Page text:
The 2011 Global Innovation 1000 survey (7th edition) produced some startling results. (The survey was conducted of 1,000 public companies around the world that spent the most on R&D.) Only about half (47%) of the respondents stated that their companies “robustly supports” their innovation strategy. And 36% admitted that their innovation strategy was not adequately aligned with their firm’s business strategy.
Of interest is that the executives who responded to the survey tended to acknowledge that a corporate culture that does not support innovation produces poor performance relative to competitors. And of special note is that respondents identified two particular cultural characteristics:
a) strong identification with customer experience
b) pride in product
I confess that despite my experience in researching issues on organizational culture and leadership that I’m still blown away by the attitudes possessed by those leading companies. The literature is long and littered with countless examples of CEOs who carpet bombed their firms through inept leadership. Fortunately, there are the success stories that inspire hope for the future.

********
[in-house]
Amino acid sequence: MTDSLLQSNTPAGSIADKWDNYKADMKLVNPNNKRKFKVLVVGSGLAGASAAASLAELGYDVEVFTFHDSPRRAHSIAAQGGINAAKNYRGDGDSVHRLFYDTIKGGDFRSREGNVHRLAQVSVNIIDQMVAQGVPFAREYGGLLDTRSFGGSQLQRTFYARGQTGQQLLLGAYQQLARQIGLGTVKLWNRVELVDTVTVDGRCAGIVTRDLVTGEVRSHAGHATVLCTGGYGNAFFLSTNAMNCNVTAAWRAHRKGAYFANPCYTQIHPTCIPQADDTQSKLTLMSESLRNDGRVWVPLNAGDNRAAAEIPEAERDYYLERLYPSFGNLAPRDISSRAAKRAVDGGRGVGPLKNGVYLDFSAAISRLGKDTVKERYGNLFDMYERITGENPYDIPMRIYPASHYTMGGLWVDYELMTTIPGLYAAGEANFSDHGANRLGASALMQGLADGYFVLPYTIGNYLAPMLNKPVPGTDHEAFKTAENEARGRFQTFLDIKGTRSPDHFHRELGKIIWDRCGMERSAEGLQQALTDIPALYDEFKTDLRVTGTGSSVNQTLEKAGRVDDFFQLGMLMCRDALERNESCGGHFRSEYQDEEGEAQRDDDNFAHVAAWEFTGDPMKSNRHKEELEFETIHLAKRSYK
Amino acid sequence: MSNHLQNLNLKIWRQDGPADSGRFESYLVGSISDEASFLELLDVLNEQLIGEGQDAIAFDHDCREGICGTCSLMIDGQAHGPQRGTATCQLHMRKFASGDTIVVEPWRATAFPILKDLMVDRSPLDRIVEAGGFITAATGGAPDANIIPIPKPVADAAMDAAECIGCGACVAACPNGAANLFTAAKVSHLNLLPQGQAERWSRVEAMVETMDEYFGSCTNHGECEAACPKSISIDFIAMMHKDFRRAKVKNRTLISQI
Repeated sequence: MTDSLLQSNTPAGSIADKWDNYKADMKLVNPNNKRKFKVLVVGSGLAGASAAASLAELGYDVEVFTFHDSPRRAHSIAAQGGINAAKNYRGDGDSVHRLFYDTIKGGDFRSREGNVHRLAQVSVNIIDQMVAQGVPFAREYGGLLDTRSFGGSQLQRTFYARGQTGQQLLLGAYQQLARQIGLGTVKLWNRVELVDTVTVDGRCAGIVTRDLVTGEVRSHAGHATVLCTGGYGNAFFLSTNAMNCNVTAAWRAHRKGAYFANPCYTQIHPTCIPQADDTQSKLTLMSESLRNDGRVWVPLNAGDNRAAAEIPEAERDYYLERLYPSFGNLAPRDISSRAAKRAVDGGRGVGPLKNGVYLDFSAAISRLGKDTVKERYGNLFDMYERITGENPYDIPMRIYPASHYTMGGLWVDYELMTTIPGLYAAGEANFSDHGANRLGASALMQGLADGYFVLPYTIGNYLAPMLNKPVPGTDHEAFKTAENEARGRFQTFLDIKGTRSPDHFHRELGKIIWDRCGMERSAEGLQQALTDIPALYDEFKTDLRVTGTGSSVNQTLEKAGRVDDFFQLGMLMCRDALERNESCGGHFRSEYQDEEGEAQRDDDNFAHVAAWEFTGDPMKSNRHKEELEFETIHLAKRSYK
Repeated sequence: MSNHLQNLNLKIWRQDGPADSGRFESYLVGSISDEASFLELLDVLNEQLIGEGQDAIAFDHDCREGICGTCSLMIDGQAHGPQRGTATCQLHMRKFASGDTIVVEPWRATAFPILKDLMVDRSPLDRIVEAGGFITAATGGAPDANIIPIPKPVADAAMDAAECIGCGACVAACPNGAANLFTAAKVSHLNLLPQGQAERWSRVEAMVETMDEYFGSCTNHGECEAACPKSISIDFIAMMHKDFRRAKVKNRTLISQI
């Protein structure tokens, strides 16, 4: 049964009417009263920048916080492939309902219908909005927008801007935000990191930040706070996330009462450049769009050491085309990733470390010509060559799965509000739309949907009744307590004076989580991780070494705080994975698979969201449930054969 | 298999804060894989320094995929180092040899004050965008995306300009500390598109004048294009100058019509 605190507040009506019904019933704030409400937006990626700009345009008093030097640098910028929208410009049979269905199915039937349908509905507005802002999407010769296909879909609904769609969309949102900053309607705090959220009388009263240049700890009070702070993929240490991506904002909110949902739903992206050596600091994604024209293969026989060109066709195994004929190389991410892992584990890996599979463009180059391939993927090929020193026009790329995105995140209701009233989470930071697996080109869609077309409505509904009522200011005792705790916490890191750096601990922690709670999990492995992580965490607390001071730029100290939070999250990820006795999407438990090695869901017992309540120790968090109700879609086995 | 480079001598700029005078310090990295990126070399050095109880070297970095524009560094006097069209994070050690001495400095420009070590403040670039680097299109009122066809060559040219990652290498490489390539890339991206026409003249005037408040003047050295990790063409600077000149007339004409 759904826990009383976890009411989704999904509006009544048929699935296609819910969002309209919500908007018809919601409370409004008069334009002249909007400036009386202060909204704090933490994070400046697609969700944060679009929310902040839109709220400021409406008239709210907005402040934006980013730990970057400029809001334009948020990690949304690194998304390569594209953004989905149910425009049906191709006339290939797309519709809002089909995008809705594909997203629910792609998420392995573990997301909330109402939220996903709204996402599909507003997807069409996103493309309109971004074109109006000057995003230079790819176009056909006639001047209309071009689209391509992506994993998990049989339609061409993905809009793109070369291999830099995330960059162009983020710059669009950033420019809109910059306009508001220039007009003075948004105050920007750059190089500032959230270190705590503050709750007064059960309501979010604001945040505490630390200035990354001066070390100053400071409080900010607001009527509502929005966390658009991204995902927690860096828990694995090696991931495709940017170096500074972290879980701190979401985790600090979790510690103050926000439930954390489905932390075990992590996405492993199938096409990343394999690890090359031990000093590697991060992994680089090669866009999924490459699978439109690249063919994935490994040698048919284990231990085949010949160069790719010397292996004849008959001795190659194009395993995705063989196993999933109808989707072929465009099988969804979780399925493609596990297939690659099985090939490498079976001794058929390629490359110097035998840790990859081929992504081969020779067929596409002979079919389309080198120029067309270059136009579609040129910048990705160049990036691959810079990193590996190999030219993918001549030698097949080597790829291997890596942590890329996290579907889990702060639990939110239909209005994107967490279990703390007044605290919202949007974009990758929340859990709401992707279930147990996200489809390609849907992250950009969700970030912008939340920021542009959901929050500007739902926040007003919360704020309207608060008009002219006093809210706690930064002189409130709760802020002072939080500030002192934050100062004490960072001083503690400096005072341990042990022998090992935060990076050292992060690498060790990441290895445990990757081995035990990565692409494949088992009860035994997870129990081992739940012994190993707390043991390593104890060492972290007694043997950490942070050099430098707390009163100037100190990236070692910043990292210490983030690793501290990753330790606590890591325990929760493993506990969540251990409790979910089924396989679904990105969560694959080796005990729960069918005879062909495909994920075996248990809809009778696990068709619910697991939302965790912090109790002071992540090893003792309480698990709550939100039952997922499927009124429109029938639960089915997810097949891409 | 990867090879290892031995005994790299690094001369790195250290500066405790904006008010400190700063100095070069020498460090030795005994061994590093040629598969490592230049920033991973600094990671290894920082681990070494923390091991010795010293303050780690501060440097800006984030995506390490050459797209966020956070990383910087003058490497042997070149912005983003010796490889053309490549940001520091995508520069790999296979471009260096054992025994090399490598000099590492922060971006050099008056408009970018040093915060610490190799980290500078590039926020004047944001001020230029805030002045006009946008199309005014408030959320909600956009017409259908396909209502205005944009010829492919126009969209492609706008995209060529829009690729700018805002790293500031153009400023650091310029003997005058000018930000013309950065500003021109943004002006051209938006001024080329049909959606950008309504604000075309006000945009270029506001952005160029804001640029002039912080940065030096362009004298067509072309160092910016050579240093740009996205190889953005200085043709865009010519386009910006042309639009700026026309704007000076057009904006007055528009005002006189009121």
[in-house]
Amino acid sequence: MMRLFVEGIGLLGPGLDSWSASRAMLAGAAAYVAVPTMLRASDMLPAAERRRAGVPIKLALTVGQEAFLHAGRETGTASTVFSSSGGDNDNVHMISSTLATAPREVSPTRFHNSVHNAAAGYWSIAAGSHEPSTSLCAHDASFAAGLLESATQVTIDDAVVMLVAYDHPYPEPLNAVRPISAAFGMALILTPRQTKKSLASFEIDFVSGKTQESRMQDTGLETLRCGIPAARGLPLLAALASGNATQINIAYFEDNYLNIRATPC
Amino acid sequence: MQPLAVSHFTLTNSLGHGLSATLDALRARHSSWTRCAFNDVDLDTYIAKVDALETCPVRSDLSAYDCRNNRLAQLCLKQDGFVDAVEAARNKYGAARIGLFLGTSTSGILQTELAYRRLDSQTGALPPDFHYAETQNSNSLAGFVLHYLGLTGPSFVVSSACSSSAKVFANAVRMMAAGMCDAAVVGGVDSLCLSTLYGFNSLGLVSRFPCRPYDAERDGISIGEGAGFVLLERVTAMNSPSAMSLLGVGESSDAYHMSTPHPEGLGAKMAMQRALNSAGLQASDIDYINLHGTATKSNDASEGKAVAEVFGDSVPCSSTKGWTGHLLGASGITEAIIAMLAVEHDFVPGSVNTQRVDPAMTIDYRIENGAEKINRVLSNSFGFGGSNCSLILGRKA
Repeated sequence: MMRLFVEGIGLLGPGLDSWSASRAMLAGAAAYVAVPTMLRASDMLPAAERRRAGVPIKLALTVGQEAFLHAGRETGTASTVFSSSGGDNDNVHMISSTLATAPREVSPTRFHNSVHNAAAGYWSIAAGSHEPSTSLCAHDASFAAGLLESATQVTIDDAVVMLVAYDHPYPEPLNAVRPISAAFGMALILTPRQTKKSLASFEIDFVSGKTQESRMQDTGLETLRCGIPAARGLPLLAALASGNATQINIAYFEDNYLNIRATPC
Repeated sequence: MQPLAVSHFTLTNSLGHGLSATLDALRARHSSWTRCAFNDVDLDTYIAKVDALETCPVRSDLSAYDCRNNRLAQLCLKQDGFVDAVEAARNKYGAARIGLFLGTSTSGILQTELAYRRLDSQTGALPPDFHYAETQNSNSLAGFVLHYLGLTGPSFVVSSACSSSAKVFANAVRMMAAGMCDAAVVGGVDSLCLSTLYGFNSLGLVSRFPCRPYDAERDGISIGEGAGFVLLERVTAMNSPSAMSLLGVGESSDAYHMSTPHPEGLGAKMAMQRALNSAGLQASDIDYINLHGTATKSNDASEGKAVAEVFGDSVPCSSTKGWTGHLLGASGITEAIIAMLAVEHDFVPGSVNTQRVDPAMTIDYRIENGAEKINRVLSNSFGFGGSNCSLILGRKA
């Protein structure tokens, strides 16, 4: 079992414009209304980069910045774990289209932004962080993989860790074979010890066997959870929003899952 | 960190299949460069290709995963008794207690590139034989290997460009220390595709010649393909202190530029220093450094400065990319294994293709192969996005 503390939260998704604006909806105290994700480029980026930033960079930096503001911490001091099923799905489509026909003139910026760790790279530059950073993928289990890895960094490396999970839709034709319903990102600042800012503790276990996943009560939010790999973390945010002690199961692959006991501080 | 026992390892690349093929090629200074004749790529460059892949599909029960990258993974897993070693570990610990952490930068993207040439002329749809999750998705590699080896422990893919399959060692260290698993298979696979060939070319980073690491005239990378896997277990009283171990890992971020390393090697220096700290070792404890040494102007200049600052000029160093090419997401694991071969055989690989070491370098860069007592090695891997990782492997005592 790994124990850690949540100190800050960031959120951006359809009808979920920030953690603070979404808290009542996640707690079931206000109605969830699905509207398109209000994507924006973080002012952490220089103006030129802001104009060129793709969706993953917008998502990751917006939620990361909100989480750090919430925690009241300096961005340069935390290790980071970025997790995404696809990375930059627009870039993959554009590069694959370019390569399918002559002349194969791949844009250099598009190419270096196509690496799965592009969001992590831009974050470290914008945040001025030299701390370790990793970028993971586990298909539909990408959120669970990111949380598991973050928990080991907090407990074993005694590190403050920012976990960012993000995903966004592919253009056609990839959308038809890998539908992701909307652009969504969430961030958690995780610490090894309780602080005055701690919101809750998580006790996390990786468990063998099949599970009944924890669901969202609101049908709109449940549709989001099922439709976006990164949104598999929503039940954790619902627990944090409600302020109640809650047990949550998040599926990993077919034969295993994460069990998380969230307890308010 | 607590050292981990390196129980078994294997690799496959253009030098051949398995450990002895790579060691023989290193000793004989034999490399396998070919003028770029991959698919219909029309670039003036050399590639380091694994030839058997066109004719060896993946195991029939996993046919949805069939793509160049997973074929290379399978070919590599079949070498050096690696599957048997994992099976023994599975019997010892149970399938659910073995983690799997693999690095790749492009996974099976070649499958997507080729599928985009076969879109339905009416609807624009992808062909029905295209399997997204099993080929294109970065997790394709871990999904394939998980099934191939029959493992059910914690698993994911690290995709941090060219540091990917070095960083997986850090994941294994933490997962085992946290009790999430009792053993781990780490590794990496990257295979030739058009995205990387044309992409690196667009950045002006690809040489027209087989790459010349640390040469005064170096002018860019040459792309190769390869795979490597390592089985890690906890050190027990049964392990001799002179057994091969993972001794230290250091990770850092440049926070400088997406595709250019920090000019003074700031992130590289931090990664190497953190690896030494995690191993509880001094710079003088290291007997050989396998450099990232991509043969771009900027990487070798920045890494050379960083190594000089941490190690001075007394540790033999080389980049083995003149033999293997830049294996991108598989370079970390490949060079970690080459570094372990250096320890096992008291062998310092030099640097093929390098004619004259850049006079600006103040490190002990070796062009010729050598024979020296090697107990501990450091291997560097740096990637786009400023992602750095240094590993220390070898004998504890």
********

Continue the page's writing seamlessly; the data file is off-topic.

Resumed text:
The Booz & Company survey found that companies that had both highly aligned innovation strategies and highly aligned cultures had 30% greater enterprise value and 17% higher profit growth, in comparison to firms with weak alignment. 3M is one company that’s cited as one with tightly correlated strategic goals and corporate culture. Its innovation strategy is about “customer-inspired innovation.”
I get it when it comes to listening to your customers and building a strong trusting relationship. I learned this lesson 35 years ago while working in consumer lending, and later on while managing a service branch. However, I’ve never forgotten words of wisdom from management consultant guru Tom Peters. Many years ago I watched Peters in action on a video where he talked about customer service and the importance of ignoring your customers. Read this post I wrote last year where I reference Peters. Are You Practicing Leadership’s Five Is?